Each summer, we take a moment to reflect on the music of the French West Indies. This year, our thoughts are with our friends from Guadeloupe and Martinique, whose islands are being hit badly by Covid. To begin with, we also have to acknowledge the passing of a giant of West Indian music, Mr Jacob Desvarieux. Bon voyage Jacob, we will miss you.
Jacob F. Desvarieux – Jacob F. Desvarieux (GD Production) (1983)
Before he participated in the creation of Kassav’ with Pierre-Edouard Decimus and Freddy Marshall, Jacob was a well-known arranger, particularly when it came to African music and disco. He’d built up considerable experience working on many projects, especially alongside the Studio Johanna team. It was for his talents as an arranger and the quality of his production that Freddy and Pierre Edouard got in touch to seek support in “modernising” guadeloupean music. This is the “tour de force” contributed to the creation of Zouk by Kassav’. Years before the Wu Tang strategy, the musicians of the Kassav’ collective released successive albums under their respective names (Patrick Saint-Eloi, Georges Decimus, Jean-Claude Naimro, Jocelyne Beroard, etc.) with the same musicians and arrangements /production by Jacob Desvarieux. We all know the result – the worldwide success of Kassav’ and the Zouk phenomena pay testament to its success.
To come back to Jacob’s first solo album, we find the whole Kassav’ team on instrumentals. Jacob’s production is more digital here and we wouldn’t be blamed for thinking it’s a Kassav’ album, though its Jacob Desvarieux’s warm and hoarse voice behind the microphone. His guitar playing is also very enjoyable, as on the delicious “Sweet Florence,” a track well known to fans of “Digital Zandoli” and Tropical sound. Two years later, Jacob released another album, which is just as good, “Oh Madiana.”
Joby Valente – Flash Back (GD Production) (1983)
The Kassav team spread beyond its own discography. Indeed, other artists benefited from their knowledge of rhythm and grooves. This was the case for the Martinican singer Joby Valente, who never released many records despite the success of one of her first singles “Disk la rayé” in 1969 and her long career, which continues to this day!
On this album, which until now has gone under the radar for most DJs and collectors of French Antillean sound, we find Jean Claude Naimro and Jacob Desvarieux on production as well as big names of West Indian 80s music: Claude Vamur on drums, Michel Alibo on bass, Jocelyne Berouard on backing vocals …
The result is a really danceable album with at least three tracks that seem made the dancefloor: a new version of Joby’s anthem “Disque la rayé,” the famous “j’aime les bourgeois (sic…)” and a modernised version of a biguine piece by Eugène Mona, “Mi moin mi ou.”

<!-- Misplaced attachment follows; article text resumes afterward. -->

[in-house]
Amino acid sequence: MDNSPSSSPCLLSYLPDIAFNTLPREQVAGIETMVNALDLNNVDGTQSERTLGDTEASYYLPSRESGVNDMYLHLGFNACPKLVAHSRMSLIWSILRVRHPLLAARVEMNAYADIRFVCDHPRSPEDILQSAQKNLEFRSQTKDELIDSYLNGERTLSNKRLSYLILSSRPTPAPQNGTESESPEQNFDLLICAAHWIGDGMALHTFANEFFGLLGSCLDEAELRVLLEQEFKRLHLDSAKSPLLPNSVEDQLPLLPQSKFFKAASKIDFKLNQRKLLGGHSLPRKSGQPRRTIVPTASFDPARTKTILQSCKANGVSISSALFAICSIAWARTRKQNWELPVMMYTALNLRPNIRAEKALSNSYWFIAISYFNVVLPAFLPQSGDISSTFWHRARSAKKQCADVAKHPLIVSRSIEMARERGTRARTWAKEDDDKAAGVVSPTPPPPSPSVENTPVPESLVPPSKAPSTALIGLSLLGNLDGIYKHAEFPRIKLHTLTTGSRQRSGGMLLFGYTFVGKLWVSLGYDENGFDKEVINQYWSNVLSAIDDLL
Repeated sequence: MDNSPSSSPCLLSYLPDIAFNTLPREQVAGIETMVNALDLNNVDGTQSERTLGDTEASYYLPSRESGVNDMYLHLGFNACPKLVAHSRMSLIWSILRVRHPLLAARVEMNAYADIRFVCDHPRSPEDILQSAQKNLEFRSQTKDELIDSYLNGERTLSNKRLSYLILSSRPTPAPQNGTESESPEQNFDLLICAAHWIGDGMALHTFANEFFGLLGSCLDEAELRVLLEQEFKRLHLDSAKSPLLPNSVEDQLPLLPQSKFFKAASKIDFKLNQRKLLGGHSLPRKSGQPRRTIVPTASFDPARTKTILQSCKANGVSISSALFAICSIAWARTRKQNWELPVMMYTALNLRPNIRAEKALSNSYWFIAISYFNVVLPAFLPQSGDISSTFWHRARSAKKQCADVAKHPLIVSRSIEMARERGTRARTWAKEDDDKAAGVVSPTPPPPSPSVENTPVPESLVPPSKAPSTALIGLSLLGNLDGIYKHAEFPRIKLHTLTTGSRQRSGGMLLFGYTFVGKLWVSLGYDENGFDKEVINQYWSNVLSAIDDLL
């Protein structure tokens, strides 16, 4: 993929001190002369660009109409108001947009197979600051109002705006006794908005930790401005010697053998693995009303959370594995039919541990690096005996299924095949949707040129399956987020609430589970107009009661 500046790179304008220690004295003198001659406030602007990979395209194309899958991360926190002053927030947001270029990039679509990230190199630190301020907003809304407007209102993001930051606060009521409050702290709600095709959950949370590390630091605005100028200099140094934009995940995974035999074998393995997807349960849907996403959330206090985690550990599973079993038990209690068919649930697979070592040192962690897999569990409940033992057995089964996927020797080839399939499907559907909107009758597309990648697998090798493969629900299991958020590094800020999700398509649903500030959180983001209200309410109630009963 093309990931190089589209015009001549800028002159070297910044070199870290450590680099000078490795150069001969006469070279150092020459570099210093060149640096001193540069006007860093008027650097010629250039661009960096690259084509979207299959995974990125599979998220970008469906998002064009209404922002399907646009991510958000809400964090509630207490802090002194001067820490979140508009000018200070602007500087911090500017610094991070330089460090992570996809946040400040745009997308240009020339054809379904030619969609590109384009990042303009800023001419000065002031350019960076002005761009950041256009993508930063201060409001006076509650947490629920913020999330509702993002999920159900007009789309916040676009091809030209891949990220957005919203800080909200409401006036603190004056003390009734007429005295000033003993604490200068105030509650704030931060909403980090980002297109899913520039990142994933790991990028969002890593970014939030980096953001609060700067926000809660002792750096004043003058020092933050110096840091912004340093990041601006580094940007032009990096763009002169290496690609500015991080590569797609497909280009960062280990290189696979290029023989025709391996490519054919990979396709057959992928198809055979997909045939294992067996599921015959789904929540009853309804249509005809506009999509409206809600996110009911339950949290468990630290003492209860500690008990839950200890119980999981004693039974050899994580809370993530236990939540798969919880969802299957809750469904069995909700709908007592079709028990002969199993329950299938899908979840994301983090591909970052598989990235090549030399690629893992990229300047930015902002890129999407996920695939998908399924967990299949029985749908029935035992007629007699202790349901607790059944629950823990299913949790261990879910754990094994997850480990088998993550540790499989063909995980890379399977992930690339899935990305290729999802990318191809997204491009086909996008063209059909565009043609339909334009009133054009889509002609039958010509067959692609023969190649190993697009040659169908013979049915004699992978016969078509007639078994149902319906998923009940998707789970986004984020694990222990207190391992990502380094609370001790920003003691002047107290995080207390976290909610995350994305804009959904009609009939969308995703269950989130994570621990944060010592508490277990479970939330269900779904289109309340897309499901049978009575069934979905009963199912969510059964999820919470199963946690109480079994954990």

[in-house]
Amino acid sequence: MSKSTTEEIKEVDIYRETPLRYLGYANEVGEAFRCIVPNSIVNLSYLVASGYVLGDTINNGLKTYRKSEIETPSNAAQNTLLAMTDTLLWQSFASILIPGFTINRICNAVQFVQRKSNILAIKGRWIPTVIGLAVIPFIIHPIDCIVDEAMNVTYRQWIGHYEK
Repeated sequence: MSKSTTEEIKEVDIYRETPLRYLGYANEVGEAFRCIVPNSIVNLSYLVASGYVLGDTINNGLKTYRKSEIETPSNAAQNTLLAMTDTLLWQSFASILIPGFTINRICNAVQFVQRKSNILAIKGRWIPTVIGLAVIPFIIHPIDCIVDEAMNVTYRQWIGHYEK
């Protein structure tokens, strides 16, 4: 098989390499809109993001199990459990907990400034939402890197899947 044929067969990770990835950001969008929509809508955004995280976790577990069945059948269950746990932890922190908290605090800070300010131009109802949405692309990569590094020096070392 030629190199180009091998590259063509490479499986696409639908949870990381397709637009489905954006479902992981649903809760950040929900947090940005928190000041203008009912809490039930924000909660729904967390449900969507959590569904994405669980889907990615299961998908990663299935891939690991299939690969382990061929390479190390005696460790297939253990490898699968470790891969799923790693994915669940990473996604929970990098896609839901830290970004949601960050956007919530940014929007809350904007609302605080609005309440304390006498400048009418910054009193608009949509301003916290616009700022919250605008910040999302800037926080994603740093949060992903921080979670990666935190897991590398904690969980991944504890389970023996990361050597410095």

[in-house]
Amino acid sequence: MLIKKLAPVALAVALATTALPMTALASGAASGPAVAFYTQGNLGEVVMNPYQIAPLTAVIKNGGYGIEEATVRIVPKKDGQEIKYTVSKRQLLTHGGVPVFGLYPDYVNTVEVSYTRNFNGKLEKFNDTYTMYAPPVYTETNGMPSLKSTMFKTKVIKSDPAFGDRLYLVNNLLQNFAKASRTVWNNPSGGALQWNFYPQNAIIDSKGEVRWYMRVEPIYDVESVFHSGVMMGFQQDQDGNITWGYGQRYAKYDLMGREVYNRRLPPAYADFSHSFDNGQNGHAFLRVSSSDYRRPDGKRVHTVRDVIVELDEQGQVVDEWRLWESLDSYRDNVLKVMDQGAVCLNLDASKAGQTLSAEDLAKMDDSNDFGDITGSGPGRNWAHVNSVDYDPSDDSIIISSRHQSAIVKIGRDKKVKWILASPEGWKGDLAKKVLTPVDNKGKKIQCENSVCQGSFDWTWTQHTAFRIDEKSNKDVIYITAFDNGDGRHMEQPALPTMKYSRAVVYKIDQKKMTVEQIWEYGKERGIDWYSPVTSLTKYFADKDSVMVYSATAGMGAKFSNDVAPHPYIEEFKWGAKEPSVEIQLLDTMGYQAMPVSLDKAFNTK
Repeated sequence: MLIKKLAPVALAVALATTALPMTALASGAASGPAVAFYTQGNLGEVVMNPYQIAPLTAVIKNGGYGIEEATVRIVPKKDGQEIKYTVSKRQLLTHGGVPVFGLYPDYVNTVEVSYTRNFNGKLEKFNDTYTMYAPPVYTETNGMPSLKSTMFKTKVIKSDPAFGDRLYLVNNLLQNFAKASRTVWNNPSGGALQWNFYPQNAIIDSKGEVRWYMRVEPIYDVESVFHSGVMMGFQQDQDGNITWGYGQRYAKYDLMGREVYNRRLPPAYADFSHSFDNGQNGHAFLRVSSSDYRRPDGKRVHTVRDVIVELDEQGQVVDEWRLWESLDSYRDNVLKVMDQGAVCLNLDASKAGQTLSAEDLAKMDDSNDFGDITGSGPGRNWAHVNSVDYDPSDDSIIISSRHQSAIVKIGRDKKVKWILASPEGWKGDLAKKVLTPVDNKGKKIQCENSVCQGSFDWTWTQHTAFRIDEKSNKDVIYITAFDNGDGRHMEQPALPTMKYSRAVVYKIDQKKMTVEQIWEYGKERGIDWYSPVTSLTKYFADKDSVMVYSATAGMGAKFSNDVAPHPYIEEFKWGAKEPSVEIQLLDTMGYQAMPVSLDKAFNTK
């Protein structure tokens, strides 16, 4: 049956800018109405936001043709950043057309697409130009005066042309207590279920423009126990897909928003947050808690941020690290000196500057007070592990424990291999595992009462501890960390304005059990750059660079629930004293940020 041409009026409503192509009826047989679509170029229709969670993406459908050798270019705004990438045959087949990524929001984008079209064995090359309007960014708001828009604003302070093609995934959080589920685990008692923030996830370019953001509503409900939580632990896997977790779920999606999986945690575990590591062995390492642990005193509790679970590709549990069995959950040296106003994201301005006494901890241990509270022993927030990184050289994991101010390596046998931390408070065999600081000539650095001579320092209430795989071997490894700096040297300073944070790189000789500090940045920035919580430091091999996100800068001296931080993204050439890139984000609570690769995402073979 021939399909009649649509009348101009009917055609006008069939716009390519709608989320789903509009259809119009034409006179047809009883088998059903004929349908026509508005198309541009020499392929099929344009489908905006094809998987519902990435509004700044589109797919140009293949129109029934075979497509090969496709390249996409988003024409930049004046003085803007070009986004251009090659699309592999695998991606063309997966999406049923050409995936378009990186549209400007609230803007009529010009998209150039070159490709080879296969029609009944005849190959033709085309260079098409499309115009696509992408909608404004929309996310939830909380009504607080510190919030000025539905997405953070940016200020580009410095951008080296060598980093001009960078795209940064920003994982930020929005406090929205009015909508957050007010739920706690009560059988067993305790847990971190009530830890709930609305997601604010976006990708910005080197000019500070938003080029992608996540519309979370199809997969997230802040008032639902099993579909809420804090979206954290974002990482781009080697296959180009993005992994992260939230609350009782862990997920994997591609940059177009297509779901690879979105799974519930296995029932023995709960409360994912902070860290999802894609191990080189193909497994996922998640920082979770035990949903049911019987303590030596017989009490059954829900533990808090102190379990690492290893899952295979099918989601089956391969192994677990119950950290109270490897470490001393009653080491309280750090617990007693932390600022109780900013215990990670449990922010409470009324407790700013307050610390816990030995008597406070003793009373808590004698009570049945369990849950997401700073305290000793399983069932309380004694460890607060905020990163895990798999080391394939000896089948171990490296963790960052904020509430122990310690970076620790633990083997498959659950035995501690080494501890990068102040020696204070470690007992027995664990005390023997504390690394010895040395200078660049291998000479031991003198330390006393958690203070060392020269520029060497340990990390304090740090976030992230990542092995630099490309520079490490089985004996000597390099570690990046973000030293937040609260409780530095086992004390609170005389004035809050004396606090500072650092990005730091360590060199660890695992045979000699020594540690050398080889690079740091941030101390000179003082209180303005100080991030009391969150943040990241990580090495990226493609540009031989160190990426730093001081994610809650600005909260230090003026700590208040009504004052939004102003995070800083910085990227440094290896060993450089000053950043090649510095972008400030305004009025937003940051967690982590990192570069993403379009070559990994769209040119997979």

You can find this track on the latest Guts compilation Straight from the decks vol.2 as well as on the French-based station Radio Nova.
Joby Bernabé – Joby Bernabé (GD Production) (1985)
Another Joby, a man this time, with a deep and wild voice and an acerbic turn of phrase. This is a record for the weirder among you, just as I like it! It took me many years to find it, so I’m happy to share it with you.
Joby Bernabé, a politically engaged man of letters from Martinique, left Fort de France to study in Montpellier before a two-year initiatory stay in Africa in the late 1960s. At the request of Aimé Césaire, he returned to Martinique with a militant theatre company. This militancy is reflected in his second album, released in 1985 under his own name, which can be described as “Creole Spoken word.” The bravura piece of the LP is “La logique du pourrissement” (logic of decay), a long track of incandescent poetry delivered on a Jazz Funk instrumental that features Mario Canonge’s keyboards and a free saxophone. We aren’t far from Brigitte Fontaine’s “Comme à la radio,” but in an 80’s Creole version. This “logic of decay” evokes the situations of the different overseas territories and their complicated relations with metropolitan France and its government. The rest of the album is quality music as well, with Joby’s poetry blending with instrumentals composed solely of Flute (by Max Cilla), double bass (“Tout ko sé ko”), traditional percussion and guitar (“zandoli”) or even just vocals (the bewitching “kitan”).
And as is often the case with this kind of record, the cover is striking and unusual, with a sculpture that would feel reminiscent of Ancient Greece, were it not for the painted blue eyes and the smoke rising behind … no doubt placed to announce the fiery nature of the album.
A small novelty: each week I’ll ask an artist, or someone close to Heavenly Sweetness, to talk about a vinyl they like. We have a special guest this week who’ll talk about the music of the West Indies in more detail: David Walters!
Max Cilla – La flûte des Mornes – volume 1 (1988)
One of my most loved artists, one who makes his “Soleil kréyol” shine in our ears and hearts. He has chosen a record that I like a lot and that I offered him personally: Max Cilla’s la flute des mornes volume 1. It’s a good choice as Max plays on the album we just talked about.
“This album brings me back to the earth and Caribbean horizons with the flutes of Max Cilla. It’s hard to put into words, but when I play this album it’s always at least 3 or 4 times in a row, it’s my refuge! There is something magical and authentic about this music that envelops me, soothes me and refreshes me … “